The phenomenon of Internet of Things is moving into top gear. Things that seemed to be impossible just a few years ago, now brightly characterize our era of informatization. We are not far off the time when all devices will be able to interact and exchange data.
The idea itself is not brand new – many enterprises have smart control systems not talking about personal gadgets aimed at making our life more comfortable. But Internet of Things stepped much further.
Such giants as Google, Facebook and Apple became pioneers of mastering new technology. Urs Hölzle, Senior Vice President for Technical Infrastructure at Google, talks about worries that increasing amount of information going from and to various devices will result in more electricity needed to operate additional data centers.
Mr. Hölzle strives to reassure and explains that benefits from using Internet-connected household devices and self-driving cars will beat extra need of power. He highly evaluates the idea of possible control over heat, light and cooling systems.
Google has done great work recently putting into operation new data centers and information servers. The figures are impressive. According to Hölzle “Google’s servers can now generate three and a half times more computing power with the same amount of money and the same amount of electrical power”.
Companies involved in spheres of logistics are also beginning to see obvious advantages of applying Internet-enabled technologies. Saia LTL Freight Inc., American transportation company with income of $1.30 billion over 2014, has already evaluated benefits of Intel Corp. technology.
It allowed to equip 3,000 trucks with sensors transferring data about fuel supply, driver safety or need of truck repair directly to engineers. Thus there is no need to wait until truck returns to the office to determine the problem. Only for the first year of program usage the company saved 6% of fuel which makes up $15 million.
Bridget Karlin, Intel’s director of Internet of Things group, admits they have far-reaching plans: “About 50 billion devices will be Internet-enabled by 2020”.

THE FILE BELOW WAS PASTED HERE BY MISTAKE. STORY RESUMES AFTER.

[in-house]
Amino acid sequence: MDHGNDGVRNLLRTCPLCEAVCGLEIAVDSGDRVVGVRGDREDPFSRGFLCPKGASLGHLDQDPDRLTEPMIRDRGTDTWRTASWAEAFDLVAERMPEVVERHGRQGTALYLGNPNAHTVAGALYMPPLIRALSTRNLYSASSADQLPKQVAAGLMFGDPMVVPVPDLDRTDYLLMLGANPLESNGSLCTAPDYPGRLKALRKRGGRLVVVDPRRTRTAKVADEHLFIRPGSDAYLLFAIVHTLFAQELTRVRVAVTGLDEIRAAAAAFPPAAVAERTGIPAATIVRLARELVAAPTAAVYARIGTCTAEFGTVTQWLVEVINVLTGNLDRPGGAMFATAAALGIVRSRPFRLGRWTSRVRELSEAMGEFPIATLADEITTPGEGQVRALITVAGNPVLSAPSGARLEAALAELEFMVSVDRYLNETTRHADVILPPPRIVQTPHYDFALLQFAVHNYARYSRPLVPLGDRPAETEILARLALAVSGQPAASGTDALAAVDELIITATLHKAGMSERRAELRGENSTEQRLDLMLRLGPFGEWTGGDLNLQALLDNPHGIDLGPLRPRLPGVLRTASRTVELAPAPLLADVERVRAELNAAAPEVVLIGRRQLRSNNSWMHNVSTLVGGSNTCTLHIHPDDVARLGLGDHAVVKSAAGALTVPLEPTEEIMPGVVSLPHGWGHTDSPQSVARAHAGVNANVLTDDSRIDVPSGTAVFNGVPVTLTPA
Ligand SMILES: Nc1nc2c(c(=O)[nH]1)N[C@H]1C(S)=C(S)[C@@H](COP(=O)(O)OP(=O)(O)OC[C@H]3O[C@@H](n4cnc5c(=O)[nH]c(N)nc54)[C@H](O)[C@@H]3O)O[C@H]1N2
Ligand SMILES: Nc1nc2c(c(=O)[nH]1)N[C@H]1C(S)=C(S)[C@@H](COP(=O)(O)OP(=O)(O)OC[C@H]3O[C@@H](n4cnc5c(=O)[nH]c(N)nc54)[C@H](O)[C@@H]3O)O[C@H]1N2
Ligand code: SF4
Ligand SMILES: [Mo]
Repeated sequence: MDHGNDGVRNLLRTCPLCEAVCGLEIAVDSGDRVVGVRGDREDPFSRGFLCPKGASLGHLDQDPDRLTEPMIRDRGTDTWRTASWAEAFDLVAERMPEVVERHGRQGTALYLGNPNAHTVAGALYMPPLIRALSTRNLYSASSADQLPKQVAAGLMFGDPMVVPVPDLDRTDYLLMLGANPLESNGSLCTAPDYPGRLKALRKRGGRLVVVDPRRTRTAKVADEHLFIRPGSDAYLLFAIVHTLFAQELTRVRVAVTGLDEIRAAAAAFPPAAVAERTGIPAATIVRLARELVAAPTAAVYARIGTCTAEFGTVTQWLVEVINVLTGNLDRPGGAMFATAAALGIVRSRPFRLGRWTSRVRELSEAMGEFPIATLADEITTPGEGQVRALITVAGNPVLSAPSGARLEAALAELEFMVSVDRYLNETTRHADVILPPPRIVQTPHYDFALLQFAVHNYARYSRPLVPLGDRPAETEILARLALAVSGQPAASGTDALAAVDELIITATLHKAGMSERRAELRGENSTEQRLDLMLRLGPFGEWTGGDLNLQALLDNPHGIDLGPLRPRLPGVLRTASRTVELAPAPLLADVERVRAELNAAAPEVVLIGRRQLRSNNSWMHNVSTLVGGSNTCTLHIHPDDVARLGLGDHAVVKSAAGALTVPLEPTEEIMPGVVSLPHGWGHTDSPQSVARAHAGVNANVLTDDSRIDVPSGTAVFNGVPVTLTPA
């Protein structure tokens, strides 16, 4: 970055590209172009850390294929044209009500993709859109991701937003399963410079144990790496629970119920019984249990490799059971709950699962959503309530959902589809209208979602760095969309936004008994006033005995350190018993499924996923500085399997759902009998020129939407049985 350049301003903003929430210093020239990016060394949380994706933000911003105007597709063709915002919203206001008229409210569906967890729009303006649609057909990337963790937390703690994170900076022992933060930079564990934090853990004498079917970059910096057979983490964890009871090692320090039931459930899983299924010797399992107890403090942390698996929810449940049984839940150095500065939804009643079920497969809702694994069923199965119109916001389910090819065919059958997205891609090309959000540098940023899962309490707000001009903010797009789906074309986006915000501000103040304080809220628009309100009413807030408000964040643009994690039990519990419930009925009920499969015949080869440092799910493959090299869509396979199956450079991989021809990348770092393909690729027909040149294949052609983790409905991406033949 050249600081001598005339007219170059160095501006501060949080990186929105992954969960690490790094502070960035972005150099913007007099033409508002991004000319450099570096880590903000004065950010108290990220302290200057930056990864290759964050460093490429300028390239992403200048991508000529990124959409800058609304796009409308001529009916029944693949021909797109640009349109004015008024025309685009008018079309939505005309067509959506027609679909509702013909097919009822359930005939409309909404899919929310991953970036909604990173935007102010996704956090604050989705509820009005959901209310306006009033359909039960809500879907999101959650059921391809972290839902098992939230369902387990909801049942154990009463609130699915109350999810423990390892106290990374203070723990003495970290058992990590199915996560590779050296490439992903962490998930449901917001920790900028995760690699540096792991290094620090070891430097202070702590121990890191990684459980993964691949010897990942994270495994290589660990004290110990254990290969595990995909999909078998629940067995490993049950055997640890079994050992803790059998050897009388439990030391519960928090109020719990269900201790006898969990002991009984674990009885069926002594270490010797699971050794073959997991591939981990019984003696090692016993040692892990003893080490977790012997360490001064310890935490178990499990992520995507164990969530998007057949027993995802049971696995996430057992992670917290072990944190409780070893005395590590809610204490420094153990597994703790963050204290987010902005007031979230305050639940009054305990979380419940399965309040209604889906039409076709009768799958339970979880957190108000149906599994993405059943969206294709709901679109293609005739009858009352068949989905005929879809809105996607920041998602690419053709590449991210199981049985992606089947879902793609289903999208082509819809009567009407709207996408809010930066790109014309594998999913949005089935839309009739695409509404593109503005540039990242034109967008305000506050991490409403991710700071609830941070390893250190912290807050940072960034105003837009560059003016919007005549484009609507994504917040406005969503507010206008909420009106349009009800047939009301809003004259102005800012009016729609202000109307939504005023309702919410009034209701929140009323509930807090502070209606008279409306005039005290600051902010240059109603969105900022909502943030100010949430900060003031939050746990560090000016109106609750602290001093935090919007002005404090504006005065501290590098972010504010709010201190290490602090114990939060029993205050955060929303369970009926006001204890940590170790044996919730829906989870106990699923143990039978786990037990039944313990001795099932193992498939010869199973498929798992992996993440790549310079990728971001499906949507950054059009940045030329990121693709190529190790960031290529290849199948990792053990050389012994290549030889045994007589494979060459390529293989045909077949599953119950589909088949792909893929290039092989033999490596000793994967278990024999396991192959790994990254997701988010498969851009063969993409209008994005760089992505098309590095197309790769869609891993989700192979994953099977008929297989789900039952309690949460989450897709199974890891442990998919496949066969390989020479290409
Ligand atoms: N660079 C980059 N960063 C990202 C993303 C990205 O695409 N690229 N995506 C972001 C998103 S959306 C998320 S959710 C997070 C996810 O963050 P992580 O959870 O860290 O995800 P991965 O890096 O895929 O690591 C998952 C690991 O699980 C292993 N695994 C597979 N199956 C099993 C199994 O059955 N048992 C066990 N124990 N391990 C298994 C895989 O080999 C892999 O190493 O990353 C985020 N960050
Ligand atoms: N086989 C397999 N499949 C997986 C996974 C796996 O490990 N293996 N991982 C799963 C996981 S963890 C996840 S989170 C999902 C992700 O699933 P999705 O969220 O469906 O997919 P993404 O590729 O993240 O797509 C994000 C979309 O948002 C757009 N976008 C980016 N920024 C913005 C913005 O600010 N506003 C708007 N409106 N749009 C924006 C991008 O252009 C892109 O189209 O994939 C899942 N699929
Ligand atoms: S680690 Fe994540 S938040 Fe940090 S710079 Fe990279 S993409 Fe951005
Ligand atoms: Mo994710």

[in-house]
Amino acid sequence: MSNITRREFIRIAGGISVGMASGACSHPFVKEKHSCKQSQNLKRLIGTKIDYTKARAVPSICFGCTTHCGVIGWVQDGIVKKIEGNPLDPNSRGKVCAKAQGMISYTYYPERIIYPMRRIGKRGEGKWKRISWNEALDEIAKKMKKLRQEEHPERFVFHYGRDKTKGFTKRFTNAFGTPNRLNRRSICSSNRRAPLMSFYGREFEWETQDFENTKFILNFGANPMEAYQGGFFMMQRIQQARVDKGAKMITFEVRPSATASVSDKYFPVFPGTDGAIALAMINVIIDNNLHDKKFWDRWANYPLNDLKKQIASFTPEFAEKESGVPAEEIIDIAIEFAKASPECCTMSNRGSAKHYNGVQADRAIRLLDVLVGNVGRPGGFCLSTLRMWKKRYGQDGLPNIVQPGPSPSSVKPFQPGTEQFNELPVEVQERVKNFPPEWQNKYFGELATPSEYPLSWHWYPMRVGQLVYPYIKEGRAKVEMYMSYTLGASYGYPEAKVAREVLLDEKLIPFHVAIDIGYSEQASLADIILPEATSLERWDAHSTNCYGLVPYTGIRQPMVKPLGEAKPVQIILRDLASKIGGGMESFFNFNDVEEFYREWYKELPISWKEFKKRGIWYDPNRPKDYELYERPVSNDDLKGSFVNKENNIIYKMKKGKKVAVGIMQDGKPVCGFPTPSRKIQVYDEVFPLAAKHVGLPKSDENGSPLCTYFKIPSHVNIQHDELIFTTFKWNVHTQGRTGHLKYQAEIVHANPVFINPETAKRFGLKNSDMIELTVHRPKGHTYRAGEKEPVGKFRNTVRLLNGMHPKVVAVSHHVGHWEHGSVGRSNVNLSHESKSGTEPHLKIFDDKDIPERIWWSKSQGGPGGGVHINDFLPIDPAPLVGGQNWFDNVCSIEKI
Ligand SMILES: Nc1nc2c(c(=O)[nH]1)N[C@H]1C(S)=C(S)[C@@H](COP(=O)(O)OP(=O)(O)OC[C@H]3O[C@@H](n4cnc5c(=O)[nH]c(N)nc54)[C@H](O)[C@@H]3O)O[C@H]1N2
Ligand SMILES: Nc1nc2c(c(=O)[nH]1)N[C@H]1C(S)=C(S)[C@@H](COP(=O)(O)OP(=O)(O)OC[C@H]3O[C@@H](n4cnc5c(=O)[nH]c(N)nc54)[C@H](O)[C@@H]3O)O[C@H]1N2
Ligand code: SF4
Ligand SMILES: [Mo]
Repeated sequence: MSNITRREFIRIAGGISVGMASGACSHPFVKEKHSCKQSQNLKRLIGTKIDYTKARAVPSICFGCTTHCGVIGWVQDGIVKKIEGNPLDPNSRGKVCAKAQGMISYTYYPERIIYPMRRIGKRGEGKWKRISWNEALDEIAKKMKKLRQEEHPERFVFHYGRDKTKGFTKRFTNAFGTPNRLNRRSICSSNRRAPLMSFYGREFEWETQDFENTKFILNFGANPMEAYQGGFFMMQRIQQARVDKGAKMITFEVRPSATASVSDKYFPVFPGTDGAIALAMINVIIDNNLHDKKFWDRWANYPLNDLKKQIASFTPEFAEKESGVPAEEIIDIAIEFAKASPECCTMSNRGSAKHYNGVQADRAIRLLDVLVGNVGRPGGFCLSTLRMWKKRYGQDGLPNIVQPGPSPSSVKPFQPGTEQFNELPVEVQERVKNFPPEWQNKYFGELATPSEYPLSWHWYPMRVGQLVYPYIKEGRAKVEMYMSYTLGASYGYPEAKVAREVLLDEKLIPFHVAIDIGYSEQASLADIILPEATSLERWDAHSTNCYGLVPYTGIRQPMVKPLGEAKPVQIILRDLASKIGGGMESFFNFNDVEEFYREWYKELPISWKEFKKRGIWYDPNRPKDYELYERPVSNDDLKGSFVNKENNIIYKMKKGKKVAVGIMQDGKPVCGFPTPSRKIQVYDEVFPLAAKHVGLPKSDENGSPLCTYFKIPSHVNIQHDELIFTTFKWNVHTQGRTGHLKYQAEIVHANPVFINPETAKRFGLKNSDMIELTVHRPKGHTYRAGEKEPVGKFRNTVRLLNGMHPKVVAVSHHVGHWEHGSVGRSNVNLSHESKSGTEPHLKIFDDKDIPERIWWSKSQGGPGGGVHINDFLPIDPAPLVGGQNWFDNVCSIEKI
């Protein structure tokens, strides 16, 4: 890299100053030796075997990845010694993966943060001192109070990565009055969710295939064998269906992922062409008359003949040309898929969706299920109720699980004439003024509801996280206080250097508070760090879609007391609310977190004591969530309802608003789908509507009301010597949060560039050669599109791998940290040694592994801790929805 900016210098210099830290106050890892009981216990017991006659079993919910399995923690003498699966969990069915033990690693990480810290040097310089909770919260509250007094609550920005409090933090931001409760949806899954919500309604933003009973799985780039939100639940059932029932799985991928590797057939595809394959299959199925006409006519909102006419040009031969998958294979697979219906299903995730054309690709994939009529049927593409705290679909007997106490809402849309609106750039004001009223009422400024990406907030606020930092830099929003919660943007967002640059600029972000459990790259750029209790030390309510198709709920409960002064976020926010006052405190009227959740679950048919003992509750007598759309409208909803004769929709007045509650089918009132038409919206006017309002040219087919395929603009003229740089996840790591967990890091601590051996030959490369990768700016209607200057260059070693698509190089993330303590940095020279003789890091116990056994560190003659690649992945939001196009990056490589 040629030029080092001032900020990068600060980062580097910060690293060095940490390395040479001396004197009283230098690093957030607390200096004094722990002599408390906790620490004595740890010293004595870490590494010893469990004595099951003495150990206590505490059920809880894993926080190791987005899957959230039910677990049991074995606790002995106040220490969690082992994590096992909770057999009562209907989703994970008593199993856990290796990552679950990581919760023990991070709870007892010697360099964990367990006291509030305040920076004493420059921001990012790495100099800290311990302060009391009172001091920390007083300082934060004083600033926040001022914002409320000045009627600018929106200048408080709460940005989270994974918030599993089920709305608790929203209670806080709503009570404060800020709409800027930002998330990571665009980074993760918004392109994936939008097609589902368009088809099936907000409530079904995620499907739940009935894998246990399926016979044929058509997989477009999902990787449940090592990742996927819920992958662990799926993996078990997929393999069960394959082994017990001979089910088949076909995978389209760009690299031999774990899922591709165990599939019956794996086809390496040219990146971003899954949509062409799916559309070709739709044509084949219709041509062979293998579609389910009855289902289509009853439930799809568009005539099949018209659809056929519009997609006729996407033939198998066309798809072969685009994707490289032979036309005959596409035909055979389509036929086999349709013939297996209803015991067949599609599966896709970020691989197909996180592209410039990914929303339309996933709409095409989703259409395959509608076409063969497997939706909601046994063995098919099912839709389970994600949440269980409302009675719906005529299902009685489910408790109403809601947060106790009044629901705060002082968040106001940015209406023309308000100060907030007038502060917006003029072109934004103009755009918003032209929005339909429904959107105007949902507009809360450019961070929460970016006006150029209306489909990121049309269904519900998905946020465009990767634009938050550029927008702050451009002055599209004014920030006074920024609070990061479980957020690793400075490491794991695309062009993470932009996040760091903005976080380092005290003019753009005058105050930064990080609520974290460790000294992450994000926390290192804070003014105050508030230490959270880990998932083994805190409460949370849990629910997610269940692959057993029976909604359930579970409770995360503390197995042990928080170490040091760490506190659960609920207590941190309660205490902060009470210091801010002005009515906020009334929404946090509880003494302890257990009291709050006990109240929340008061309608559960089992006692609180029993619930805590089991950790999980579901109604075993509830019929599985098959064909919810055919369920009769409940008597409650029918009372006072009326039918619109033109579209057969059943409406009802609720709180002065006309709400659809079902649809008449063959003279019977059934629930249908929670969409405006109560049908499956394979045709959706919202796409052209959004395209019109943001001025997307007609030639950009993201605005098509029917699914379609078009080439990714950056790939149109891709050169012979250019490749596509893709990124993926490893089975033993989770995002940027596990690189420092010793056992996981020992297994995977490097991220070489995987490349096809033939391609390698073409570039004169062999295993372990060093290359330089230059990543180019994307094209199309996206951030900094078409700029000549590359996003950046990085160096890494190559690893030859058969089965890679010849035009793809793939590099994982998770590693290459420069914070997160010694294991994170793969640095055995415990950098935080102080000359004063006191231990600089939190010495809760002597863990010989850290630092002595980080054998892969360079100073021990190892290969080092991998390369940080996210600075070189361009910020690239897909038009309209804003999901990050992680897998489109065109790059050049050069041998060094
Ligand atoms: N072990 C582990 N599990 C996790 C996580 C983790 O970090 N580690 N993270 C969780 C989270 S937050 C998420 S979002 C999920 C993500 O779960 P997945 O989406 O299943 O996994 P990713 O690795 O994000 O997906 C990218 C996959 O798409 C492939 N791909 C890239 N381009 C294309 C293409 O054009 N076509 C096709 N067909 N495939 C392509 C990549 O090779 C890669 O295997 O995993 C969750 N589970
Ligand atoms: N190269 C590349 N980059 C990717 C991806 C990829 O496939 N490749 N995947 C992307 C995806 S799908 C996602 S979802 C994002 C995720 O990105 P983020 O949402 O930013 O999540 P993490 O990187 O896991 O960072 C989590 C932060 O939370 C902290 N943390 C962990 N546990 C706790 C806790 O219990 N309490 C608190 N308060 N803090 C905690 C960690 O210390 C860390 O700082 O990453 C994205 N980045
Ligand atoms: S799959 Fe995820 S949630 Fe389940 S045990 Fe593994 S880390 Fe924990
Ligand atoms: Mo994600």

Large profit of Internet of Things attracts one more “business shark” – Japan’s $100-billion conglomerate Hitachi consisting of more than 1,100 companies. It plans to get $200 billion just by 2020. Its social innovation business strategy announced recently in Las Vegas is based on the idea of combining technical abilities of Hitachi Data Systems and information provided by sensors installed in industrial equipment. Kevin Eggleston, HDS senior vice president, speaks about expected revenue: “The overall opportunity size for Hitachi in the Internet of Things space is over $2 trillion”.
A topic of Internet of Things was brought up at Cisco Partner Summit 2015 in Montreal. Cisco’s vice president for Industry Solution Group Steve Steinhilber underlined that sale of IoT kit has already helped their partners to get a raise of 40% per year. Lack of skilled specialists remains to be the most urgent problem. Cisco offers a suitable solution by developing educational programmes. So far 38 partners have acquired necessary skills.
Facebook Inc. has also recently launched new software development kits (SDKs) for IoT via Parse, the application platform and mobile infrastructure company owned by Facebook, to let developers incorporate data from Internet-connected devices. The news was officially announced during the Facebook’s developer-oriented F8 conference in San Francisco on March 26, 2015.
Concerning Parse, the company was bought by Facebook in 2013 and over 400,000 developers have created applications using the service of the company. Parse has been expanding on an international level: the number of active applications on Parse in Asia grew by almost 90 percent in the first half of 2014.
There is still a tricky question whether people really want to have all devices connected. Wouldn’t it lead to some kind of dependence? The only thing can be said now for sure – ability to make data work for us lets us create a smarter world.